7 Sports Parenting Defaults That Suck You in Before You Realize It

By Janis Meredith | Posted 7/15/2019

All of us are creatures of habit. And it’s no different in parenting. The longer we do it, the more we find ourselves defaulting to behaviors that we do without thinking twice. Good or bad, they’ve become a way of life.

The problem with defaults is that they are usually the most basic, the most average, and the most unspectacular behaviors. Sometimes they can even be destructive or damaging. And if you don’t work at breaking away from the defaults in your life–the way you react to your kids, the way you react to coaches or teachers you don’t agree with, or the way you respond to anyone who interrupts your life–you will find yourself stuck and going nowhere and not knowing why.

Unfortunately, unless you work to change it, your default will never die. You will be drawn to it over and over. And the first step to changing the default is recognizing it. Do any of these defaults ring a bell with you?

I’m just being a mama bear. It’s just who I am.

Feeling protective of your children is totally natural, but it doesn’t have to lead to overprotective behaviors that can alienate coaches and other parents, and do not lead to any solution for the problem.

Hotheads run in my family.

I’ve seen a lot of hothead parents in the stands and after games. I’m not so sure there’s DNA evidence for a hot temper, but even if you were raised around it and adopted that behavior, you can still choose to control the temper and not let it hurt the people around you.

I’m too tired to deal with this–just this once.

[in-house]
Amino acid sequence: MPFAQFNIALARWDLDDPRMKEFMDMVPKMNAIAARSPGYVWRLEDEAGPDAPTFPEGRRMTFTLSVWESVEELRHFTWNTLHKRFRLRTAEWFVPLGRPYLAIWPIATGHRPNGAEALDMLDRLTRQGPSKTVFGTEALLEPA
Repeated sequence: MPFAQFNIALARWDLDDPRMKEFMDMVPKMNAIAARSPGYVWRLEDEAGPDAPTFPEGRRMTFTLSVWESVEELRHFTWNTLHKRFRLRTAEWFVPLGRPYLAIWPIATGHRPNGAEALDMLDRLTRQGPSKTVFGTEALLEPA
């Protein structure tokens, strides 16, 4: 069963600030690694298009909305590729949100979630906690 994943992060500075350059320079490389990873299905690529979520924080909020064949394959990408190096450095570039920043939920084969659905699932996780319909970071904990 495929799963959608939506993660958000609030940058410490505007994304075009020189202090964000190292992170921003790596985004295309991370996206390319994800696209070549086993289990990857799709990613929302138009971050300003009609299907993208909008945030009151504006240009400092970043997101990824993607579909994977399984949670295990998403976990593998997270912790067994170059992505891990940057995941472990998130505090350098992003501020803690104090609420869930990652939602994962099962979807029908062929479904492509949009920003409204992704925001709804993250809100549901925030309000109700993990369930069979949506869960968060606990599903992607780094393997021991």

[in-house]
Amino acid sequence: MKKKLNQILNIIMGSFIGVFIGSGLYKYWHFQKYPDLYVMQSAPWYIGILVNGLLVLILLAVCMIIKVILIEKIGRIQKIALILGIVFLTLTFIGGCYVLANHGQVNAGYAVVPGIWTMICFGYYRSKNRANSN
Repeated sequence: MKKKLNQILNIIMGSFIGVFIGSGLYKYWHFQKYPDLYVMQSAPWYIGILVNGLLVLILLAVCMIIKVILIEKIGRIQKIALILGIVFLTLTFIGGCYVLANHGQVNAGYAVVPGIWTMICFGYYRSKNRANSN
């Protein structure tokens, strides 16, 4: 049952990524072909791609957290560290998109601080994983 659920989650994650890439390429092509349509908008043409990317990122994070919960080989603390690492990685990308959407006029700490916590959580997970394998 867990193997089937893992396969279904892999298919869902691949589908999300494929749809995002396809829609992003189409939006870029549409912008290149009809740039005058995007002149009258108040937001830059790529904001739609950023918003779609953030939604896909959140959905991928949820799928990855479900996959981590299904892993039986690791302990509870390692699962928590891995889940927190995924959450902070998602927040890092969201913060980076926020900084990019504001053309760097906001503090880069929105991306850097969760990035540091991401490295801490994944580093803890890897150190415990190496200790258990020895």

Successful parenting is dependent on consistency. You cannot say one thing and then not follow through because you are tired or don’t have the energy. Your child learns this in the world of youth sports; it’s a lesson parents would benefit from as well.

I remember many times when the last thing I felt like doing was going and having that hard conversation with my child. I’d had a long day and did not have the emotional energy to deal with an issue. I recognized the importance of consistency, so I’d do one of two things: I’d have the hard conversation right then, or I’d tell my child that I was tired and did not want to confront the issue right now, but that we would discuss it tomorrow. And then, I would follow through with a conversation the next day.

The “I’m too tired” default has allowed many children to slide by with behaviors that Mom and Dad really don’t condone, but don’t have the strength to confront.

I must fix this for my child.

This default is alive and well in youth sports. But the honest truth is that your child will learn more from the issue if you work with them on how they can fix it. If you default to always fixing things for them, your child will grow up expecting Mommy and Daddy to always intervene when a problem arises.

Other parents are doing it, so it must not be so bad.

One parent’s bad behavior at a game does not justify yours. Don’t let other parents’ decisions cause you to go against what you’ve already decided for your child. Be the parent YOU are committed to being and don’t give in to parental peer pressure.

I’m just not very good at this parenting thing.

I don’t know any perfect parents, do you? Kids are not born with instruction manuals, so it’s up to every parent to figure things out. We all have moments of parenting brilliance, and we all have moments of total parent fails. Stop putting your parenting skills down, or even worse, comparing yourself to super-mom or super-dad, and focus instead on how you can love your kids wholeheartedly.

I will focus on providing.

Providing for your family is only half of the job, and I know many parents who did a very good job of it, but left out the other half of parenting, which is focusing on loving and guiding their kids. Paying for your child’s sports equipment, sports camps and personal training is important, but training up your child in the way you want them to go is more important. Don’t be so busy providing, that you forget to be a dad or a mom.

Are You Defaulting?

If you feel you are defaulting to any of those behaviors, you don’t have to be stuck. Change is possible if you are committed to it.

Janis Meredith is a family coach who wants to help all parents raise champions. You can find out more at rcfamilies.com.